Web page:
Morning call: the pick of the papers

The ten must-read pieces from this morning's newspapers.

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1. Business, finance and politics are out of touch with people (Observer)

Ed Miliband says that the St Paul's protests have highlighted the biggest issue now: the gap between ordinary people's values and the City's.

2. My verdict on the St Paul's protests (Sunday Telegraph)

As the Occupy London protest enters its fourth week, the Anglican Church has finally woken up to the opportunities it presents, says Joan Bakewell.

3. There's little sign of intelligent life on Twitter, never mind over Los Angeles (Observer)

David Mitchell on the infuriating obtuseness of social networkers.

4. Let them bake cake (Mail on Sunday)

David Cameron must do more to get women on board, says Suzanne Moore.

5. Scottish Tories show spirit of adventure in electing Ruth Davidson (Sunday Telegraph)

That the Scottish Tories could elect a 30-something with only five months' parliamentary experience speaks volumes for both their conservatism and, it must be said, their spirit of adventure, says Alan Cochrane.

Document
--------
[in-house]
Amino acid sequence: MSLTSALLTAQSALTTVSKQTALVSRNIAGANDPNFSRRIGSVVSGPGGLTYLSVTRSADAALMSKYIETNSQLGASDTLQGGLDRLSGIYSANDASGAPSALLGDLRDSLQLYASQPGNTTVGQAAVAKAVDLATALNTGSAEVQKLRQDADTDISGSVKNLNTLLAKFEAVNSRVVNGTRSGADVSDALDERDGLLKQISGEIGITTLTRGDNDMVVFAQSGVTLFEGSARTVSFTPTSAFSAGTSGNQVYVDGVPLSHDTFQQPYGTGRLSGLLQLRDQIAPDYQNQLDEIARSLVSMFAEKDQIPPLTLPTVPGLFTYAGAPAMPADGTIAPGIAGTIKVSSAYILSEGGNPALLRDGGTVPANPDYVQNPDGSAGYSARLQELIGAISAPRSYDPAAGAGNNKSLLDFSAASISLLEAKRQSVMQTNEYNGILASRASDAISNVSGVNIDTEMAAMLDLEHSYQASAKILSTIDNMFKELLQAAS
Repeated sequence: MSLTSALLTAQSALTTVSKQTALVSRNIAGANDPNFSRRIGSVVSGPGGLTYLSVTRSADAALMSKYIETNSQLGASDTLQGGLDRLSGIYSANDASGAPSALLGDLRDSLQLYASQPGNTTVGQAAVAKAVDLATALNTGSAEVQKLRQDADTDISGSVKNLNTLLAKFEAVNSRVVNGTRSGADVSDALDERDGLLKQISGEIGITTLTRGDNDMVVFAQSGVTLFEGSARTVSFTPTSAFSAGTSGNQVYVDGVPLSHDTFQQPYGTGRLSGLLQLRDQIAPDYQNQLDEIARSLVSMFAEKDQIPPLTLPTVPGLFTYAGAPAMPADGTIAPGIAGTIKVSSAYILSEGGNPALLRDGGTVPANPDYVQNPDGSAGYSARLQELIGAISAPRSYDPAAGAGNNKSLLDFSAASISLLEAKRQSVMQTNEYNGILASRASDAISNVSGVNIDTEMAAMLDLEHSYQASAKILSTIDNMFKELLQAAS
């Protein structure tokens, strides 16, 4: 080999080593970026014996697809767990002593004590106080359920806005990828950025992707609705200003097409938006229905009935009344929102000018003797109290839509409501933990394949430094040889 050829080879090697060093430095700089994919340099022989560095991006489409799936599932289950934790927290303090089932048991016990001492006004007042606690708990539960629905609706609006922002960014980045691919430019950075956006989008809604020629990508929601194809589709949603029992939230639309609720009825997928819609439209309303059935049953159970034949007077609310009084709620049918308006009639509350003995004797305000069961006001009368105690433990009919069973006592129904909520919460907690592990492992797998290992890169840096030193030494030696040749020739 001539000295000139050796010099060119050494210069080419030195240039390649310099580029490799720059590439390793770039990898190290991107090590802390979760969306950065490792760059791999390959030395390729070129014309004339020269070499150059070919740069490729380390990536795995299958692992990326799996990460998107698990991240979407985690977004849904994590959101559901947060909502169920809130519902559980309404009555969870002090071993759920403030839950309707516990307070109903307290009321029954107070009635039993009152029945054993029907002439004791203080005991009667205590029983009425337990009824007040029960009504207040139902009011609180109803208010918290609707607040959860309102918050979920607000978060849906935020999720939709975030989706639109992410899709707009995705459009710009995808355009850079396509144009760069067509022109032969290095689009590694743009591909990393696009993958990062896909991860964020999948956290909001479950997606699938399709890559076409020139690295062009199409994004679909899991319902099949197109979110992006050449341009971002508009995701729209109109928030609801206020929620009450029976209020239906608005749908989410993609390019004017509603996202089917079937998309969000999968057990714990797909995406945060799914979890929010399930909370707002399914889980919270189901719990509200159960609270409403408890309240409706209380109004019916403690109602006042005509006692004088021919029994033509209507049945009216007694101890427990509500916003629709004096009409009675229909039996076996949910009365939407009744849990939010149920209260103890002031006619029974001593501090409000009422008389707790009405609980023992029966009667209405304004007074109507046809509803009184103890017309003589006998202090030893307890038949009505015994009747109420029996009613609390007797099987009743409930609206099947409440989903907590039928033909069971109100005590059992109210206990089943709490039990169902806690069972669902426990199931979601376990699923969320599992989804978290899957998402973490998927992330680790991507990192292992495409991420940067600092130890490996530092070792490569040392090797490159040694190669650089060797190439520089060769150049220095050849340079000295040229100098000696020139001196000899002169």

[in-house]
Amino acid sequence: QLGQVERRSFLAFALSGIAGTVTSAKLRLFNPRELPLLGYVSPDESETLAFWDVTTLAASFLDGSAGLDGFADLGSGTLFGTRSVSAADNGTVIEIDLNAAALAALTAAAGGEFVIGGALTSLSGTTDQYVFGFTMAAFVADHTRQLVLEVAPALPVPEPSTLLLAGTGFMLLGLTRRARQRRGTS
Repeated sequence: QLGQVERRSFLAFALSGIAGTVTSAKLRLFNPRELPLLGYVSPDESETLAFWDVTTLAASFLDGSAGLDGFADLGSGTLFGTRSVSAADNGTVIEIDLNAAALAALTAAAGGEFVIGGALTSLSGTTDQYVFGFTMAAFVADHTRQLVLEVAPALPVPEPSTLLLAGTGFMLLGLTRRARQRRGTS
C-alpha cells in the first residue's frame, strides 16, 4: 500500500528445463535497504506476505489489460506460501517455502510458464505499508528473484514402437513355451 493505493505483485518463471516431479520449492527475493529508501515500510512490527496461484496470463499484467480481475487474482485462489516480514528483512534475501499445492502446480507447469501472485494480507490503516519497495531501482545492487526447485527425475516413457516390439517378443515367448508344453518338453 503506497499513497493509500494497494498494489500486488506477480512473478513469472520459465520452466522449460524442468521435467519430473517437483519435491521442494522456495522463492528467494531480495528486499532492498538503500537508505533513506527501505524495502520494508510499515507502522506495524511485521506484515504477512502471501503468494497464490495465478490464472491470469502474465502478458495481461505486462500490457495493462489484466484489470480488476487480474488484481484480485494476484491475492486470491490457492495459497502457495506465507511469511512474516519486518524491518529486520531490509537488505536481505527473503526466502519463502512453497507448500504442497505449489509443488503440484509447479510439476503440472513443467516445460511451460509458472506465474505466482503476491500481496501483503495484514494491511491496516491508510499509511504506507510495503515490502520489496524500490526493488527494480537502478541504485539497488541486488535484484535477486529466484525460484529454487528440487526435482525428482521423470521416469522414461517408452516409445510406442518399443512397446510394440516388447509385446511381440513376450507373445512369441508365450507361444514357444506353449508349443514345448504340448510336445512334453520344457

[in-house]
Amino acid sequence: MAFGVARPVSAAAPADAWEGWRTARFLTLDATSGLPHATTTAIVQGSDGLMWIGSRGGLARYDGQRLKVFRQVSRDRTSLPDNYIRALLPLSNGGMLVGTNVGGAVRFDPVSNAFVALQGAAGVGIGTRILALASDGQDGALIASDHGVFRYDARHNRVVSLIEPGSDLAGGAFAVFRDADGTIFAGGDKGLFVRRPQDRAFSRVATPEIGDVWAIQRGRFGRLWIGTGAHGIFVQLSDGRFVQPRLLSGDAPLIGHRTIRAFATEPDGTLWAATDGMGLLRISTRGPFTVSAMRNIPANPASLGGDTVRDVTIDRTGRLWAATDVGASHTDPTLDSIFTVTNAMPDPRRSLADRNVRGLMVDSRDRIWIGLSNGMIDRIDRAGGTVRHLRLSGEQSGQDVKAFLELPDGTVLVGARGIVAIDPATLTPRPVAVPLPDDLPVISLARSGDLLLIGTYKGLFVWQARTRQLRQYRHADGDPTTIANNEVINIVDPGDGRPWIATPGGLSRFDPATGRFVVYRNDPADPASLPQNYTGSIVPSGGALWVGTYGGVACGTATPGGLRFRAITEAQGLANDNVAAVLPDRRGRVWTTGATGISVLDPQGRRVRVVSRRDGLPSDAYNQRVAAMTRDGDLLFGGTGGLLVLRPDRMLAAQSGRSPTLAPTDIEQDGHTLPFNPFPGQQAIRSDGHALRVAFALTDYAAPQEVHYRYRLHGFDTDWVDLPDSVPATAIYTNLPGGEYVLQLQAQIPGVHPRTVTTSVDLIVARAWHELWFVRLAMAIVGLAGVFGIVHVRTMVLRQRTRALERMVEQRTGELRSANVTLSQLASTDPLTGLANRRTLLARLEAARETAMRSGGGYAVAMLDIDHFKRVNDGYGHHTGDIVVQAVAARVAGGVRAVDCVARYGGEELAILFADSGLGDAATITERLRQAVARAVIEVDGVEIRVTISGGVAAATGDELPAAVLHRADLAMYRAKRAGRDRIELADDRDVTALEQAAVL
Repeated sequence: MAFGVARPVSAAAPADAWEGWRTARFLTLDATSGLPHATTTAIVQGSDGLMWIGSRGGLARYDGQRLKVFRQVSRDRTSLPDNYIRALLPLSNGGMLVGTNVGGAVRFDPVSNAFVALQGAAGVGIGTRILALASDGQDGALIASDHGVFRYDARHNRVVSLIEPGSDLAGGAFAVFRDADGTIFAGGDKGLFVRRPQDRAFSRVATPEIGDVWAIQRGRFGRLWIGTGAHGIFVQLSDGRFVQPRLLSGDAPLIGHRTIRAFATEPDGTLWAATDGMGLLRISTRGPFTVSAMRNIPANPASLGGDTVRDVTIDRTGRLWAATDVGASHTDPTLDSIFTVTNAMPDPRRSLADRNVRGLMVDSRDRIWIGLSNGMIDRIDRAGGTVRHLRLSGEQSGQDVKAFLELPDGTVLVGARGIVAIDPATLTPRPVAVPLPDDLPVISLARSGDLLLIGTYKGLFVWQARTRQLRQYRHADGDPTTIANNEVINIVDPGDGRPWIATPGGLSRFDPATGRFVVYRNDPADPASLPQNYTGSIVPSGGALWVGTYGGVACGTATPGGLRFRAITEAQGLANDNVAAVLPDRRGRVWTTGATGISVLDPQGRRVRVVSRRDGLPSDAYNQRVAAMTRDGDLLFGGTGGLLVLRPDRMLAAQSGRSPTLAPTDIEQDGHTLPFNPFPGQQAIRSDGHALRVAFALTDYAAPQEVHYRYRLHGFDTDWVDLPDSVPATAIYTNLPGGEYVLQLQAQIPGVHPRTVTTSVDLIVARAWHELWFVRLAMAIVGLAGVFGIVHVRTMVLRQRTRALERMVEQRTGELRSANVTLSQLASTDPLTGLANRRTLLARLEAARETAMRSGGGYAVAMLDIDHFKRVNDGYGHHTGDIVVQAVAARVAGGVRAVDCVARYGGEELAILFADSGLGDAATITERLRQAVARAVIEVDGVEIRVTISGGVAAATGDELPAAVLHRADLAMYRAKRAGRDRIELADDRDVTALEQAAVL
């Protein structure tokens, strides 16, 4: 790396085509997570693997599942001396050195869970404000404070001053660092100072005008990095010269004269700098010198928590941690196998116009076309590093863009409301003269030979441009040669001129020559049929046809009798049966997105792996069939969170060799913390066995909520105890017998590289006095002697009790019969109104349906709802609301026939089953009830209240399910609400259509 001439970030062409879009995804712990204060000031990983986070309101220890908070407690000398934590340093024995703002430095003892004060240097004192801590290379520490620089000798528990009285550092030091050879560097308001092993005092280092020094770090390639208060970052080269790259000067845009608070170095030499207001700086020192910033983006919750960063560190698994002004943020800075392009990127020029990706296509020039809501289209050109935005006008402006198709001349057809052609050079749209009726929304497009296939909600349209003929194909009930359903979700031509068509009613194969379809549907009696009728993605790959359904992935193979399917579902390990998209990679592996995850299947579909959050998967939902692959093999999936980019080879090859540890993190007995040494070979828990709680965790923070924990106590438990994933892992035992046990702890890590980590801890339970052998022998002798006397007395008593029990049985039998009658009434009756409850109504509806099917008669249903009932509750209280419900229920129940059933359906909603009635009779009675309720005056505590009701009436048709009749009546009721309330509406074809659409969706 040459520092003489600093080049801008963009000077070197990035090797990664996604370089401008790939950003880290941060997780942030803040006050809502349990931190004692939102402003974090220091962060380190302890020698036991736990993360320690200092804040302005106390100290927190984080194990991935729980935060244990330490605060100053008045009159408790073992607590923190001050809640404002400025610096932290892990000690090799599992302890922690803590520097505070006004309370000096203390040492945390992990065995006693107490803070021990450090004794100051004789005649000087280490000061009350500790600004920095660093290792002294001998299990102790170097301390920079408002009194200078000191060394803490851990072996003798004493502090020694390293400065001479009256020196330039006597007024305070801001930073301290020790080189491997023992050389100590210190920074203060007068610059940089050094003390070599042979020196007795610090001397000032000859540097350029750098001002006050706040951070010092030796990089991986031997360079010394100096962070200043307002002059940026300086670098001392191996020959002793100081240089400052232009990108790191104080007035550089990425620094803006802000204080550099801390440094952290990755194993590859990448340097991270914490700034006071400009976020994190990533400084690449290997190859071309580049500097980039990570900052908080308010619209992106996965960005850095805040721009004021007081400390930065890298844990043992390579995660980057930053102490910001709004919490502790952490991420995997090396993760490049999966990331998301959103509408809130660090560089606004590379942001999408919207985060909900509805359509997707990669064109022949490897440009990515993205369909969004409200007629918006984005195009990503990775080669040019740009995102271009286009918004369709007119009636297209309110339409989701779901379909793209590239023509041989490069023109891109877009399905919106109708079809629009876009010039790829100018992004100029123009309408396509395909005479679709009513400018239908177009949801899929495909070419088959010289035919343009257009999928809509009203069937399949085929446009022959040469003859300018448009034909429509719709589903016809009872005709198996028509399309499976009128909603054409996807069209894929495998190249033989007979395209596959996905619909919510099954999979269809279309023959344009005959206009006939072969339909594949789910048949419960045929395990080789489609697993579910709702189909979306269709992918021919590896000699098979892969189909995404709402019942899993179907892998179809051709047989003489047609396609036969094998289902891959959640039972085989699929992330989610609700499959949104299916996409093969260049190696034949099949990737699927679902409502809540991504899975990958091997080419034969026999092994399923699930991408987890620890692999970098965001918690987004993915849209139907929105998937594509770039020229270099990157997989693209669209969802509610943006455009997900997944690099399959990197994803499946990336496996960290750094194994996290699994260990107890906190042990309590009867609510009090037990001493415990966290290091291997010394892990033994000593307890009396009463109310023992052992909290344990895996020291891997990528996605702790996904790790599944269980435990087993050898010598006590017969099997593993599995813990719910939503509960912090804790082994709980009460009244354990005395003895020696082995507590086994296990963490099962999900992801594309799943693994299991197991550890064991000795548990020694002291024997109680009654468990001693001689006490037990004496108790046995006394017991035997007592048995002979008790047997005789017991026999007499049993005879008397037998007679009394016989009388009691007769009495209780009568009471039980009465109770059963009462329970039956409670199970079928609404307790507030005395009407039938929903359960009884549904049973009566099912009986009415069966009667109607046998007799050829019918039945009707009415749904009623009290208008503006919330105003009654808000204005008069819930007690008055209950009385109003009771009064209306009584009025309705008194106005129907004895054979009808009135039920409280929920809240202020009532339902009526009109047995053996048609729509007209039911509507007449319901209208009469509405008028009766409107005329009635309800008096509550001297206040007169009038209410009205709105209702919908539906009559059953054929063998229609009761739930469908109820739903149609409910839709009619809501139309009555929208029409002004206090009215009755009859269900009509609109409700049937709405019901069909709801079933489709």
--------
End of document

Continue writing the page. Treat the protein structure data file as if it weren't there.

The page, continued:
6. A nod, not a kowtow, to China (Sunday Times) (£)

We should respect Hu Jintao's power but understand that the Communist system he runs appears dangerously stuck in its contradictions, writes Martin Ivens.

7. The Invention of Outrage (New York Times)

Frank Bruni connects Kim Kardashian's divorce and Herman Cain's presidential campaign.

8. From richer to poorer, for better or worse (Independent on Sunday)

The impracticality of separating and the lessons of history mean strong economies always have to prop up weaklings like Greece, says Bill Robinson.

9. Please, render unto caesareans a little less hysteria (Observer)

The response by the natural birth brigade to Nice's decision to endorse c-sections is unthinking prejudice, writes Catherine Bennett.

10. We didn't cause the bust, Jeremy Paxman (Independent on Sunday)

David Randall takes issue with the idea that the baby boomers are "the most selfish generation in history".